When you hear the term “environmental waste” what’s the first thing that comes to mind? Did you think of the fashion industry? If so, you’re on the right track.
Much of what we purchase will eventually end up in the donation stream and on average, Goodwills and other charity shops only sell about a third of what is donated. This is still a lot of stuff out of landfills. Places like Goodwill play a major role in reducing textile waste, in addition to providing programs for local communities.
However, before you drop off that bag of stuff to your local thrift store, it’s important to remember to practice “conscious decluttering.” Being mindful of what and how you donate stuff helps reduce textile waste and increases the chances of a second life for your secondhand stuff.
Five ways you can practice conscious decluttering:
Check to see what your local donation center accepts
Thrift stores receive a lot of stuff that they can’t accept, including hazardous materials and other items that thrift stores have to dispose of, which can be very costly. Take a minute to check with your local donation center to see what they accept before making a donation. And be sure to wash and clean items before dropping them off at a donation center or bin.
Donate items you’re no longer wearing or using, especially those higher quality items.
Remember: The better quality the donation to a local charity, the more likely it will be purchased or used quickly and locally – in turn extending its life cycle. Holding on to a sweater from two years ago that still has the tags still attached? Have a bridesmaid’s dress you wore once tucked away in a closet? Or maybe you have a bin of “just in case _____” clothes (insert your excuse here: lose weight, my daughter might want this). Releasing our emotional attachment to valuable and quality things we no longer have use for can be a remarkable thing.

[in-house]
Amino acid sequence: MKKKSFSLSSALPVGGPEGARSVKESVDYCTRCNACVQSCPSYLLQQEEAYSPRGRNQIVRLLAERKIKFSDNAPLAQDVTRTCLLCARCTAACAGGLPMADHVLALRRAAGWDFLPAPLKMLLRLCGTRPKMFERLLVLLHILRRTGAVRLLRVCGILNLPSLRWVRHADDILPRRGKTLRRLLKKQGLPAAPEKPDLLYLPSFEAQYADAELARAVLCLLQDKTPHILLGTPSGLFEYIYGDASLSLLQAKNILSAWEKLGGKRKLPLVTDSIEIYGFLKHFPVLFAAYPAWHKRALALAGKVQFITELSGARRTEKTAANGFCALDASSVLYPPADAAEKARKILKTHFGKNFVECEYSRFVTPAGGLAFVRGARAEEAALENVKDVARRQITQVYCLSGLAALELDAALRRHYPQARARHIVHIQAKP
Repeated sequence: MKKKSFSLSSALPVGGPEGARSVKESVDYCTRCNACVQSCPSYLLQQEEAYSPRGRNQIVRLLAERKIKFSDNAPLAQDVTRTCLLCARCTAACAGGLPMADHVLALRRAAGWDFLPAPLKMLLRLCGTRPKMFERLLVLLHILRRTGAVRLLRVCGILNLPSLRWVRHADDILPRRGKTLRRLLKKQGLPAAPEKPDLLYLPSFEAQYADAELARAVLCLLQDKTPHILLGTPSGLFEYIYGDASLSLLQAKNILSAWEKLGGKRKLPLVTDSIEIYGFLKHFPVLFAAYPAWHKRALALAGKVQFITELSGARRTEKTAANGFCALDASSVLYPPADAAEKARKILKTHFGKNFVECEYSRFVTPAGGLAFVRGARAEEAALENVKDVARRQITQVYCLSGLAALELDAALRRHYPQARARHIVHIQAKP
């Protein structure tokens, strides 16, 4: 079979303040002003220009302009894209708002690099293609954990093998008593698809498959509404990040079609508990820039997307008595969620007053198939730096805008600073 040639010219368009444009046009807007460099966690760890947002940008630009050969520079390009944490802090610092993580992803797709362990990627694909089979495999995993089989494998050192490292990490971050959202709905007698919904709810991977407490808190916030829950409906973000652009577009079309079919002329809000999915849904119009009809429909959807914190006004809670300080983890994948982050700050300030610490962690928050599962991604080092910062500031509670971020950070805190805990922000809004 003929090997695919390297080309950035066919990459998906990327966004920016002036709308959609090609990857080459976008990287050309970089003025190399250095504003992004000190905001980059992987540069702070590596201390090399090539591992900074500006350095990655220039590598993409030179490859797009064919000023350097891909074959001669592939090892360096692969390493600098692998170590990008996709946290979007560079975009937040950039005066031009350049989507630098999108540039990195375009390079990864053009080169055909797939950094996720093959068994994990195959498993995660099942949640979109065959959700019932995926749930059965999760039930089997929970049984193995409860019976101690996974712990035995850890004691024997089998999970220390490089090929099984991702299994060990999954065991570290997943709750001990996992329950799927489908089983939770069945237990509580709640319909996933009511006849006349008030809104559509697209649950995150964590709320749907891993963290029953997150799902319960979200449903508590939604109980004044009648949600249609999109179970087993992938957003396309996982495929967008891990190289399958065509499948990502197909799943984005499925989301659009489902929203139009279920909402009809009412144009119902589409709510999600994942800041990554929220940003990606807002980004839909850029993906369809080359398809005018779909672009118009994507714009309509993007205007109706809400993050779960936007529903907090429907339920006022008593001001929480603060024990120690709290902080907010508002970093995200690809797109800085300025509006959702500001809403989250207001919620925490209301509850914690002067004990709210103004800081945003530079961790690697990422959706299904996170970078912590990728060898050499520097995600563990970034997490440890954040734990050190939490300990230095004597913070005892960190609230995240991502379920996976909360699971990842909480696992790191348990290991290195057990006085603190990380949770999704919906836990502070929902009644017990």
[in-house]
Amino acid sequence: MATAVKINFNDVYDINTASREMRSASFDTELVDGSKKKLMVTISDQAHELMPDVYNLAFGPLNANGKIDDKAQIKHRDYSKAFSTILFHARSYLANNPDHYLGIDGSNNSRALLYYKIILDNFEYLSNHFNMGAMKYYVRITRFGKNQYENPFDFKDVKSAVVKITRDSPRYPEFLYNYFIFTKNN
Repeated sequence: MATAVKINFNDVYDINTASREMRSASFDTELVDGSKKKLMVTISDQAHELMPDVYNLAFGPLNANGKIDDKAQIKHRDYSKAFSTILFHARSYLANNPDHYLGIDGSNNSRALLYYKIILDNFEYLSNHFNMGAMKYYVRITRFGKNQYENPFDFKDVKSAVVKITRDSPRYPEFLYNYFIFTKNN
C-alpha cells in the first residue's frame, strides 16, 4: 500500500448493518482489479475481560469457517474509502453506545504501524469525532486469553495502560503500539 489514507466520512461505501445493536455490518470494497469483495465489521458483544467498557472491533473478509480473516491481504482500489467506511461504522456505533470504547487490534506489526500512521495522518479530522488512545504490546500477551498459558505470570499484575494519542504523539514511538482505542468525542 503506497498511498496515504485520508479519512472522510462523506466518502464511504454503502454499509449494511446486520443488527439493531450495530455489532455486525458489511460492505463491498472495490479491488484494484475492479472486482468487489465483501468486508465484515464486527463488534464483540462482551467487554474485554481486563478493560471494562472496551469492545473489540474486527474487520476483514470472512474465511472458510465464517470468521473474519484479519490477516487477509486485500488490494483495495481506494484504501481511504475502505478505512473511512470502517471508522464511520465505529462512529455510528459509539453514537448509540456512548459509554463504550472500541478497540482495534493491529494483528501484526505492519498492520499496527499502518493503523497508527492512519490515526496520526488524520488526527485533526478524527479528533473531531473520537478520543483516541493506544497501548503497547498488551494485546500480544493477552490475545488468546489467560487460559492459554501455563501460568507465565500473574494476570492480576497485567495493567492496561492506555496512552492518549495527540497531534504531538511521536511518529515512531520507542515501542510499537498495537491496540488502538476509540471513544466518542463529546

Be more selective about what you buy in the first place.
Cheaply made items are not made to last, therefore having a greater chance of ending up in a landfill. Higher quality items have a greater chance of having a new life after they are donated.
This is the problem with fast fashion and the decline in quality clothing. After these items are worn 1-10 times and end up in a donation bin at a local thrift store, some either might not sell or in some cases aren’t even put on the sales floor because the quality is so bad. So they get sold to textile recycling buyers who can’t recycle them into rags and might have difficulty reselling them to markets in other countries.
This responsibility also lies greatly on the companies manufacturing new clothing.
Donate your stuff to a cause you believe in.
It can be very difficult to let go of our stuff, especially when it’s expensive, or has a strong sentimental value. Finding a resale charity or organization with a mission that you believe in makes that process a little easier. It helps to know that my donation is going to a good home through an organization making a positive impact on my local community. There are dozens upon dozens of charities that accept secondhand clothing to support their mission. Look into one that speaks to you on a personal level.
Experience the thrift store as a shopper, not just a donor
If you frequently donate to a thrift store but never pulled around the front to shop, consider giving it a chance! Experiencing a resale store as shopper in addition to a donor is a great way to become more mindful of you what and how you donate while understanding how thrift stores operate on the “other” side!
Links from this episode
The True Cost film
Sustainable Apparel Coalition
Free Capsule / Essentials Thrift Guide (with e-mail sign up)
Updated list of Dina’s favorite thrift stores (with e-mail sign up)
Akron clothing swap
ThredUp Resale Report (2019)
Allow us to Rethriftrodeuce Ourselves is a podcast about secondhand shopping hosted by two treasure-hunting friends, Dina & Shannon. Subscribe today.